The number of new vegan food and drink products also doubles
New research from Mintel has found that 12% of global food and drink products launched in 2013 carried a vegetarian claim, up from 6% in 2009.
In addition, 2% of global food and drink launches carried a vegan claim last year, up from 1% in 2009.
The vegetarian diet is firmly on the map among the British population with 12% of UK adults following a vegetarian or vegan diet, a figure that rises to 20% of 16 to 24 year-olds, says Mintel.
The research organisation estimates that in the UK the meat-free food market was worth £625m in 2013, and forecasts that it will rise to £657m in 2014, up from £543m in 2009. Mintel’s research also reveals that almost half (48%) of Britons see meat-free products as environmentally friendly and 52% think they are healthy.
'Our research highlights just how much of an impact vegetarianism has had on the UK food and drink market,' said Laura Jones, global food science analyst at Mintel.
'Globally, the outlook for the meat alternative market is positive and will continue to be driven by an emerging consumer trend towards meat reduction on a part-time basis, also called 'flexitarianism', entailing increased consumption of plant-based foods without completely cutting out meat. Indeed, many meat-reducing consumers have chosen to limit their meat intake, rather than eliminate it entirely.'
Globally, the outlook for the meat alternative market is positive and will continue to be driven by an emerging consumer trend towards meat reduction on a part-time basis
In addition, Mintel says that while vegetarians have been concerned that they will miss out on a vital source of protein, only 17% of Britons who are consuming less protein than they were a year ago say this is because they are following more of a vegetarian diet. Moreover, the researchers said that while the benefits of protein have been in the spotlight over the past 12 months, many Britons are opting for non-meat protein sources with one in eight (18%) claiming that they are eating more non-animal sources of protein (e.g. dairy, plant, grains) compared with a year ago. In spite of this, in 2013 less than 1% of food and drink products launched globally carried both a ‘vegetarian’ and ‘high-protein’ claim.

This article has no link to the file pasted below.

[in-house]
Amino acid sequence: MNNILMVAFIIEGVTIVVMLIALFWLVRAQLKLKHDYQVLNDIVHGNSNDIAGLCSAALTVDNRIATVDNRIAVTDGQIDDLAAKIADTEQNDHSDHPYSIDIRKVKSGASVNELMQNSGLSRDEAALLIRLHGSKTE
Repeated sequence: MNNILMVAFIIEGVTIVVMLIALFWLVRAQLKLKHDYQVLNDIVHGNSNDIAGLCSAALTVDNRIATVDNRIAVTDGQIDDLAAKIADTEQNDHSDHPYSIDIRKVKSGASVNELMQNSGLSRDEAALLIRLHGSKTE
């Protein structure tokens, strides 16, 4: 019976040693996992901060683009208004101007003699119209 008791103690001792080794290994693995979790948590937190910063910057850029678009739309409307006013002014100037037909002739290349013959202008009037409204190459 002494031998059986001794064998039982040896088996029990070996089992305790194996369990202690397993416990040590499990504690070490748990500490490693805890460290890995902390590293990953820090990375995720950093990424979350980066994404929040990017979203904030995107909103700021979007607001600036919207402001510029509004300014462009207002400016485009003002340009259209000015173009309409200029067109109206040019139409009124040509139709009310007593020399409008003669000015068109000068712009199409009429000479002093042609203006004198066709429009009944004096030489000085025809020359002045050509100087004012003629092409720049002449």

'Plant-based and other vegetarian protein sources align with consumer interest in reducing red meat consumption and growing interest in vegetarian products. Indeed, consumers are shifting towards more plant-based diets,' Jones added.
Signifying the rise of the ‘flexitarian’, there seems to be a trend for consumers to embrace more vegetable-based meat dishes. As many as one in eight (13%) UK meat-buyers claim they would be interested in buying 'half-and-half' products from the supermarket, with 50% red meat and 50% vegetable protein, for example.
In addition to the rise of vegetarian protein sources, there has also been considerable growth in the number of chocolate and sugar confectionery products launched carrying a ‘vegetarian’ or ‘vegan’ claim, says Mintel. While just 4% of chocolate or sugar products launched in 2009 carried a vegetarian claim, this rose to 9% in 2013. The proportion of these products launched with a vegan claim similarly rose from 1% in 2009 to 2% in 2013.
Plant-based and other vegetarian protein sources align with consumer interest in reducing red meat consumption and growing interest in vegetarian products
Further to this, the number of chocolate and sugar confectionery products using a glazing agent boasted even larger growth with 32% of these products carrying a ‘vegetarian’ or ‘vegan’ claim in 2013, up from 13% in 2009.
'Among chocolate and sugar confectionery products there is increasingly demand for vegetarian ingredients, reflected by the increasing use of both vegetarian and vegan claims on new product launches. Ingredients will continue to be scrutinised by consumers and manufacturers need to be responsive and proactive to quell any consumer concerns,' concluded Jones.